Jack and David bond amid pilot training, sealing the connection over a short but powerful encounter with a lanky pilot named White (Gary Cooper in his first credited role). They crawl, steer, hop, dodge, fire weapons and endure bad news before facing any Germans, portrayed here as marching with pageantry and flying with superiority. Then comes the first dogfight. The planes go down. Daredevil aerial photography shows the dueling biplanes skirting and chasing like wiggling tadpoles in the sky. When bombs start falling and bullets start piercing, vengeance, heartbreak and, thanks to a Dutchman who’s proud to be American, humor abound. Ribbons of black smoke trail in the air, planes pull suddenly up and up and up. Bubbles rise in a Paris nightclub. Always, action on screen suggests the whir of an airplane as Wings comes to a shocking climax in the skies above a French countryside. In daring camera work, Wellman depicts death as a searing and tender farewell—in unforgettable intimacy—as an intelligent and watchful woman and her child bear witness to the private horror and valor of war.

This leaves undone only the final accounting, etched by the retracing of a shooting star, and the vow to focus on the moment “from now on”. Wings, too long in battle scenes and showing that war makes life harder to cleanse, heal and sort through, depicts the sacred, and residual, oath to retain one’s innocence after almost everything of value has been destroyed.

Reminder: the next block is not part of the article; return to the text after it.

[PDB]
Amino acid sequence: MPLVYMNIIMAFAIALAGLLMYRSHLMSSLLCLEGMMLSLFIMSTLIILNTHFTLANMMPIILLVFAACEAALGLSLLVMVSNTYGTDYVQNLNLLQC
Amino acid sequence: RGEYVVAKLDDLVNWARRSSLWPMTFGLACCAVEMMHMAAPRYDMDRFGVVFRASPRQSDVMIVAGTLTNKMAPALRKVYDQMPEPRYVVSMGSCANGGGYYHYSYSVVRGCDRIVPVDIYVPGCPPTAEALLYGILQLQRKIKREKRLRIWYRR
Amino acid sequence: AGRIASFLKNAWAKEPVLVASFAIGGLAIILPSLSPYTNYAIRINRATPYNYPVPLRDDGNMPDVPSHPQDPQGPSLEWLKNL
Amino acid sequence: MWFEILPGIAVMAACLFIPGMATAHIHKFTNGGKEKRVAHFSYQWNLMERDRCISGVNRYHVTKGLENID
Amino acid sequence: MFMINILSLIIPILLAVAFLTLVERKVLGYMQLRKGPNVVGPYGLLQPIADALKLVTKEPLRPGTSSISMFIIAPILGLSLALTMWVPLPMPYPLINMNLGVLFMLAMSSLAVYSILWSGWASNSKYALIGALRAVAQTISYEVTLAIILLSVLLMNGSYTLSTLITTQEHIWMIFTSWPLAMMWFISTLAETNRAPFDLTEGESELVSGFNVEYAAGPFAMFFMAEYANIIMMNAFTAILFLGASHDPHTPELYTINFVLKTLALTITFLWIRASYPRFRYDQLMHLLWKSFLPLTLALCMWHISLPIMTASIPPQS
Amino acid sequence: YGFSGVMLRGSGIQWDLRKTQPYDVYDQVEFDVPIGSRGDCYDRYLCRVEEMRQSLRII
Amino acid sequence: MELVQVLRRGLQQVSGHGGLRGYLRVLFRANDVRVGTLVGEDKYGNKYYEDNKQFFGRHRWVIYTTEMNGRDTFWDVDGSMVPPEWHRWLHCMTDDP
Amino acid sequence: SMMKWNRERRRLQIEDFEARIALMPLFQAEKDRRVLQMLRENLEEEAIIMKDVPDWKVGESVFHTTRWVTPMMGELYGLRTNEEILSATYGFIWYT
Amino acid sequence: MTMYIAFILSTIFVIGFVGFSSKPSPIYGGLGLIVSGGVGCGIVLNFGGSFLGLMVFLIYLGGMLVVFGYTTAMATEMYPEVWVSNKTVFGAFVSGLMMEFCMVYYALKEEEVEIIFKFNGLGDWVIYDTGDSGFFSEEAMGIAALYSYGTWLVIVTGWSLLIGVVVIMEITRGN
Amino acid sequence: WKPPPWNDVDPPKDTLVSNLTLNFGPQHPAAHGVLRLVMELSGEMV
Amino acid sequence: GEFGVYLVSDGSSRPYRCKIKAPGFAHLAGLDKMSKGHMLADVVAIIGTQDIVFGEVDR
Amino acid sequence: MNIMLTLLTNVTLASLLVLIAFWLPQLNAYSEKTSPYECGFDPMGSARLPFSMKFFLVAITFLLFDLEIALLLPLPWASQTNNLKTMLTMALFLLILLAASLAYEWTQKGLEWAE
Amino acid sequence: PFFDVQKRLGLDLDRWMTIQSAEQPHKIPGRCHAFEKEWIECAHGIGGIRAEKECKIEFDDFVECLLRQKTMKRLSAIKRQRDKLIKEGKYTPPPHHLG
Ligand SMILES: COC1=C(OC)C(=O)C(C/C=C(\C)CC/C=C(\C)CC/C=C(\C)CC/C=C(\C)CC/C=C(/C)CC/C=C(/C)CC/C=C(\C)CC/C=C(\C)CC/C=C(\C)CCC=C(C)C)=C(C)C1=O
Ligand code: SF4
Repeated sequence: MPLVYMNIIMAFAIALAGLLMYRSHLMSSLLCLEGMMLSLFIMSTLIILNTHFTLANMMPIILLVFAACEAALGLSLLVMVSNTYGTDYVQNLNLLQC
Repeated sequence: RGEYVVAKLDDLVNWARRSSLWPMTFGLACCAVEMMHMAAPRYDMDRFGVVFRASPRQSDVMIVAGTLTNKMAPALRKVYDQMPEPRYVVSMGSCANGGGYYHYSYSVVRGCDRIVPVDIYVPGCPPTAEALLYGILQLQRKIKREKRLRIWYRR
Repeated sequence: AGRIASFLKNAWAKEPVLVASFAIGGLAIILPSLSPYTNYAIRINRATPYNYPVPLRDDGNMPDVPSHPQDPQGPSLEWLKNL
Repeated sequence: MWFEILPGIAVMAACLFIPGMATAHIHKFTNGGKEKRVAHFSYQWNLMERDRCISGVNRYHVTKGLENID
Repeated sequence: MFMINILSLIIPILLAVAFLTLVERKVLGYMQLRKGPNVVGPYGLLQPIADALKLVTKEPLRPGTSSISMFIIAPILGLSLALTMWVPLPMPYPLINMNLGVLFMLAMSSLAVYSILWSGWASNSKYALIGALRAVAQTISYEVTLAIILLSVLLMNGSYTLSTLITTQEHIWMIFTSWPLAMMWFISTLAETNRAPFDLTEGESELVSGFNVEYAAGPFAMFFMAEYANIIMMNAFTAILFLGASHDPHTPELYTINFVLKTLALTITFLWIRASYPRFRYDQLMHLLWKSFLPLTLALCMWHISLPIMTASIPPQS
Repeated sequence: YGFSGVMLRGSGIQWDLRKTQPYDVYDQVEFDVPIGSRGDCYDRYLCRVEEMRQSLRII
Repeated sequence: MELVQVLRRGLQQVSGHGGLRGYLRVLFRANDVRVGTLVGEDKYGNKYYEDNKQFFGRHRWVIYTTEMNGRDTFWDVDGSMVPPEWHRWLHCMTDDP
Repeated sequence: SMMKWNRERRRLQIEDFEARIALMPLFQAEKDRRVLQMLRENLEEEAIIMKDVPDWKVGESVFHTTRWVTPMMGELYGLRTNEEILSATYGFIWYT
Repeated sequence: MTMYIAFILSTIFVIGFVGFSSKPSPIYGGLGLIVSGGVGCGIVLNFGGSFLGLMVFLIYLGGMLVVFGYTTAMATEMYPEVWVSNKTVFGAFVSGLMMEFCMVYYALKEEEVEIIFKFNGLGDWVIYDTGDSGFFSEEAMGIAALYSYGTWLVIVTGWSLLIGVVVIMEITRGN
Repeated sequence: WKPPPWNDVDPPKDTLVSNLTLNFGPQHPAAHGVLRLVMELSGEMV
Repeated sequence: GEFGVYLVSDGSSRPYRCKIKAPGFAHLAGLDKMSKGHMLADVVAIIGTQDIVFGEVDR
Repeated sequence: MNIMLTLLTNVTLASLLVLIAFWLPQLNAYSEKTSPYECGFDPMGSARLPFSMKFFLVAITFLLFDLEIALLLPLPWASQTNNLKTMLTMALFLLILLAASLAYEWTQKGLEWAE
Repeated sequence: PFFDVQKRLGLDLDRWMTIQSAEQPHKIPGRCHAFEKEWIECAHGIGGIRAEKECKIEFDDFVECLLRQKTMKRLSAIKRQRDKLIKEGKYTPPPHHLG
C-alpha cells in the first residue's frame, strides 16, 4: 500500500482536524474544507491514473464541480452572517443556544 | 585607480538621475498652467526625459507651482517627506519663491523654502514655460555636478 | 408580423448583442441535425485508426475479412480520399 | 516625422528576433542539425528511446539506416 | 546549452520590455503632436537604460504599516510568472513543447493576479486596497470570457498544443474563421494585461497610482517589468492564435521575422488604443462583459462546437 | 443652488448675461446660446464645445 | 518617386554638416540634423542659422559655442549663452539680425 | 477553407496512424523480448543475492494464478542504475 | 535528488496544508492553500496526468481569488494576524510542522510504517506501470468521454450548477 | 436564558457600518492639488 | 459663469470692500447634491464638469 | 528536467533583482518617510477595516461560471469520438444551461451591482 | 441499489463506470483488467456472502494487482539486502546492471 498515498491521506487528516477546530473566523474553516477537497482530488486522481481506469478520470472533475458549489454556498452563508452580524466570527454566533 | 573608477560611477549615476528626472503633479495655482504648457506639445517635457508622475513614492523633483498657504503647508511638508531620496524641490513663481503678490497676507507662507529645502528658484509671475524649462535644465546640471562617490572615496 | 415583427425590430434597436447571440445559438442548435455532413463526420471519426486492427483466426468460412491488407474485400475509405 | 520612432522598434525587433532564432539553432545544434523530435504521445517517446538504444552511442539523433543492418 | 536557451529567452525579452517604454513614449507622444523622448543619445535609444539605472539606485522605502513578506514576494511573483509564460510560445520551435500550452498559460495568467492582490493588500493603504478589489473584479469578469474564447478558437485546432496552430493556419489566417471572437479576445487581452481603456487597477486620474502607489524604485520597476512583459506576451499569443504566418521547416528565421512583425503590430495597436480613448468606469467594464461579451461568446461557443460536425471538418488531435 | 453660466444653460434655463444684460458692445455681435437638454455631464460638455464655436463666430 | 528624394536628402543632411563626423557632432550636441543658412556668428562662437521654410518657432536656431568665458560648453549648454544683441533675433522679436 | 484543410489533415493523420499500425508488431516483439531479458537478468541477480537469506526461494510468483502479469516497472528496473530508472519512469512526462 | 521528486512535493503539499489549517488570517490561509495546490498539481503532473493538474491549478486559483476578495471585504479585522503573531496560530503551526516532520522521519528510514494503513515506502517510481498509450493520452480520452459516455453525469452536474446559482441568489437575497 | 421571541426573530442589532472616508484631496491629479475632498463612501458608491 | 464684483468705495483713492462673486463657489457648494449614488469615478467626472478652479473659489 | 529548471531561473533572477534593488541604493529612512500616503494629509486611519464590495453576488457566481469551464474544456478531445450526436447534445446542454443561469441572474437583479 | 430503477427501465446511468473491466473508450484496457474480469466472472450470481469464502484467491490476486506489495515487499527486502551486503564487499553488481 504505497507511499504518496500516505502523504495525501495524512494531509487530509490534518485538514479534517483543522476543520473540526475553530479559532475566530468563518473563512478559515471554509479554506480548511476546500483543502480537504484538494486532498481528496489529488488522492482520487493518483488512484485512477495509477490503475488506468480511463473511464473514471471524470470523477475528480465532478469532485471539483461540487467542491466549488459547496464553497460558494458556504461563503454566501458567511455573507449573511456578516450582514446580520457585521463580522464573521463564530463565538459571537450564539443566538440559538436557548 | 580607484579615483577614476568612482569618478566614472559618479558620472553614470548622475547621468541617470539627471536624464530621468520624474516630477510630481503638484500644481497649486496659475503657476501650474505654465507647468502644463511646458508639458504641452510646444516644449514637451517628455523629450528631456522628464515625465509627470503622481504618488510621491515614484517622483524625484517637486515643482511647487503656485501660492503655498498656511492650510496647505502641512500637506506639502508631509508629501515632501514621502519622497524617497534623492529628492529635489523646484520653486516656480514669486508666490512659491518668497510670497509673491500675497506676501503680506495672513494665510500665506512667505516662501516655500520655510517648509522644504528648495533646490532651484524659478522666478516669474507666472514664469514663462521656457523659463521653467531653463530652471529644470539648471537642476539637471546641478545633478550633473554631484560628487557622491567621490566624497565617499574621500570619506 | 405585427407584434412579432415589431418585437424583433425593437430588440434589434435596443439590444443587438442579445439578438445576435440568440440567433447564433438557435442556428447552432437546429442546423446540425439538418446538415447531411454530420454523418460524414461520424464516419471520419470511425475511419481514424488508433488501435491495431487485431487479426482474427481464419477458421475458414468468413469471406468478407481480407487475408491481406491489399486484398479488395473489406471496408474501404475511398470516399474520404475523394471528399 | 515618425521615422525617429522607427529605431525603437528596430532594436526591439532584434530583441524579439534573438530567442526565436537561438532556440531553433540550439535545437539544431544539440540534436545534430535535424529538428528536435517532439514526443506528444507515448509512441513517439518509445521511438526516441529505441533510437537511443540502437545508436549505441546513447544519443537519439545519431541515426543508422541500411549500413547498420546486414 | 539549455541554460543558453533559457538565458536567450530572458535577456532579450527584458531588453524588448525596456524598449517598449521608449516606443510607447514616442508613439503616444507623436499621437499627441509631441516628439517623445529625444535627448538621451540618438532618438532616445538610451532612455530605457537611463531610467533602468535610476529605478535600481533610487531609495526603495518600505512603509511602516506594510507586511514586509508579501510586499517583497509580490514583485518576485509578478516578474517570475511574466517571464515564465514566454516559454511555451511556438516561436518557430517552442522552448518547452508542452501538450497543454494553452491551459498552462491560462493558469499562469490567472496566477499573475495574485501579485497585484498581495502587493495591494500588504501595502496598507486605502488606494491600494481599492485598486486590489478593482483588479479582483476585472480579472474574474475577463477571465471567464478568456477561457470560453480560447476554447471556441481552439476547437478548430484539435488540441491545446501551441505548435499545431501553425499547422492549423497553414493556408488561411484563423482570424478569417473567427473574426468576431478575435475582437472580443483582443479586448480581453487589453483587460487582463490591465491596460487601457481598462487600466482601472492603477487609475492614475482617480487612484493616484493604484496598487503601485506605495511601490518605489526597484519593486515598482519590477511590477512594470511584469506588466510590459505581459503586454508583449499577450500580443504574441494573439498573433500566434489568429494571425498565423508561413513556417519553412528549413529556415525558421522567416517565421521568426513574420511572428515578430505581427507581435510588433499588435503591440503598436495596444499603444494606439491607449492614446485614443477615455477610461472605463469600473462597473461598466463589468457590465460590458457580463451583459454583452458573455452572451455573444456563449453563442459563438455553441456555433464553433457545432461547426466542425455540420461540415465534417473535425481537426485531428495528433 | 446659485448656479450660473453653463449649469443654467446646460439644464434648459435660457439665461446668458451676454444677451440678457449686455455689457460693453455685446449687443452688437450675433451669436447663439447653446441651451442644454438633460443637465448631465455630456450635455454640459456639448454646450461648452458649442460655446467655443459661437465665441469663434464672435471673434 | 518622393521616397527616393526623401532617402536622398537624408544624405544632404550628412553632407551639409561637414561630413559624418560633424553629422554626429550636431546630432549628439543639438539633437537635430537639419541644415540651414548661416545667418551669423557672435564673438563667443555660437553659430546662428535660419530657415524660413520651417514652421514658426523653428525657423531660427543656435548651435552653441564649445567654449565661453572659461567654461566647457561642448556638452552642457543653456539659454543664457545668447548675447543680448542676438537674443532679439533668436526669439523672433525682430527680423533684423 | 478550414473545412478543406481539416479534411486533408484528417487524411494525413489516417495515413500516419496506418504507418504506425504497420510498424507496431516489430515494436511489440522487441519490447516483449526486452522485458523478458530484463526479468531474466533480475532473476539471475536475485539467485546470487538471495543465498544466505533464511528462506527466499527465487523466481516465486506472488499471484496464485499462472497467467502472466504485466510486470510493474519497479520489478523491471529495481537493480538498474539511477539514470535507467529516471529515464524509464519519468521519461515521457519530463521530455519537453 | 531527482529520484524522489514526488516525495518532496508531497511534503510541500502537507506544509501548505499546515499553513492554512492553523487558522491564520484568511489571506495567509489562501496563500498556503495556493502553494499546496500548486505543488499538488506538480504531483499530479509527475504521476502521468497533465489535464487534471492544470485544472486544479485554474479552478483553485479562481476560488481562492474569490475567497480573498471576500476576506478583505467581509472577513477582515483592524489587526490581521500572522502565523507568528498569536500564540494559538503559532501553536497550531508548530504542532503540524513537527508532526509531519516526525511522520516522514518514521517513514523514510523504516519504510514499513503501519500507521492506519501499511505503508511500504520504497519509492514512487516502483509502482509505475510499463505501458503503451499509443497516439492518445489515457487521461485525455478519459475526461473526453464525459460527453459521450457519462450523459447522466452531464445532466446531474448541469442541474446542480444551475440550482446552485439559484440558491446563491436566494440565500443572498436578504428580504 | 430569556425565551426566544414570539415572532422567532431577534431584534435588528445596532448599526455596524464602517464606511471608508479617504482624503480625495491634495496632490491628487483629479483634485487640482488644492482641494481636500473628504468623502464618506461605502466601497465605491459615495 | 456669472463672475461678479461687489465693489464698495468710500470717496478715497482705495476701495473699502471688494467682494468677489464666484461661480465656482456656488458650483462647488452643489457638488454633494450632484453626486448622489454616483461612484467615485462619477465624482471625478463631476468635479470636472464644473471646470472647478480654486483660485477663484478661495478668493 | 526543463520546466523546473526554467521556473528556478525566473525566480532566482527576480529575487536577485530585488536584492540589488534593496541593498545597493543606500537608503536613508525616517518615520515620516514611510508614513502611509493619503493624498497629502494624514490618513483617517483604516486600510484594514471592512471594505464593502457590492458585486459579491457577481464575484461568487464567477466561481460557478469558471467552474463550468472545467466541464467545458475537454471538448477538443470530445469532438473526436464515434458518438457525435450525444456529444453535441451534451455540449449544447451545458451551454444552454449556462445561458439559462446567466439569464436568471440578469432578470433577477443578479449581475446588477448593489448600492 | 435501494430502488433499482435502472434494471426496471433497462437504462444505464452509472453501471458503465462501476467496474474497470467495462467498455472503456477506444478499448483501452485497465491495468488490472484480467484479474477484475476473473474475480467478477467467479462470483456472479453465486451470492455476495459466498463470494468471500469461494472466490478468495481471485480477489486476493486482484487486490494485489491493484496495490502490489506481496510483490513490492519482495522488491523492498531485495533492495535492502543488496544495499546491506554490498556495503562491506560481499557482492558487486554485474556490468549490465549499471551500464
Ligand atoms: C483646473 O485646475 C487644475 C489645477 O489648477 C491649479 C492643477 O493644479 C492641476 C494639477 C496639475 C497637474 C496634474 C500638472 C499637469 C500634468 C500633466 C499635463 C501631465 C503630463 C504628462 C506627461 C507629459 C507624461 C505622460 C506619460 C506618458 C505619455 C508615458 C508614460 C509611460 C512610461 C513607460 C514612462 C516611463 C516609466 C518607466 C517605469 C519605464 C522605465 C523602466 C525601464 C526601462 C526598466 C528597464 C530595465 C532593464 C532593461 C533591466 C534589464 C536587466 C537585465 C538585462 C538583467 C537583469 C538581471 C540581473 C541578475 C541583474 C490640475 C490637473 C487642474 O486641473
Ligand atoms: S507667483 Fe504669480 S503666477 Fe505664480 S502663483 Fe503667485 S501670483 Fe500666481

Wings is not a pacifist movie. There is glory for those who fight to fly and fly to defend. But there is the hollowness that follows, which men now rightly call trauma, having loved and lost while soaring toward the stars. The soulful Wings is moviemaking at its most personal, powerful and best.

At the Pasadena courthouse screening hosted by Judge Alex Kozinski, the director’s son, William Wellman, Jr., Randy Haberkamp, the motion picture academy’s director of preservation, and Andrea Kalas, who is Paramount Pictures’ head of archives, spoke with the audience before and after the movie. One of the reasons I like attending Judge Kozinski’s “favorite flicks” (besides the pizza, prizes and guests) is that he, too, takes movies seriously, thinks for himself and brings people together based on a shared interest in examining film in rational discourse.

Last night’s event was no exception, with a discussion of Wings after the movie—before the Blu-Ray edition’s restoration came on, he spoke with his trademark humor about pre-Hays Code scenes of lesbians, naked breasts and what he referred to as the “man kiss”—about the Paramount movie’s $1.2 million budget, which was a lot of money in 1927. Artillery, tanks, troops, trucks and explosives were brought in from Fort Sam Houston to recreate World War 1. Wellman, whose son said he thinks his father was chiefly moved to make Wings by his wartime experiences as a pilot, specifically the loss of most of his friends and comrades in battle, used real bombs in the pictures of bombs being dropped on the town in France, which was actually a set built in San Antonio, Texas. When asked why his father was shunned in Hollywood, Wellman, Jr. said that he thought his dad was probably “insolent” and added that he was also probably less insolent “if they left him alone.” He pointed out that his father had lived through a real life equivalent like the picture’s Gary Cooper story arc. Wings is tremendously influential, from Star Wars to Top Gun, according to Wellman who said that the 80s’ film’s director, the late Tony Scott, once told Wellman that he’d watched Wings “many times” in preparation for making Top Gun. The silent film’s live accompaniment by musician Michael Mortilla was outstanding.

Wings was originally released with sequences presented in Magnascope, a lens which enlarged the 35mm image to an expanded screen.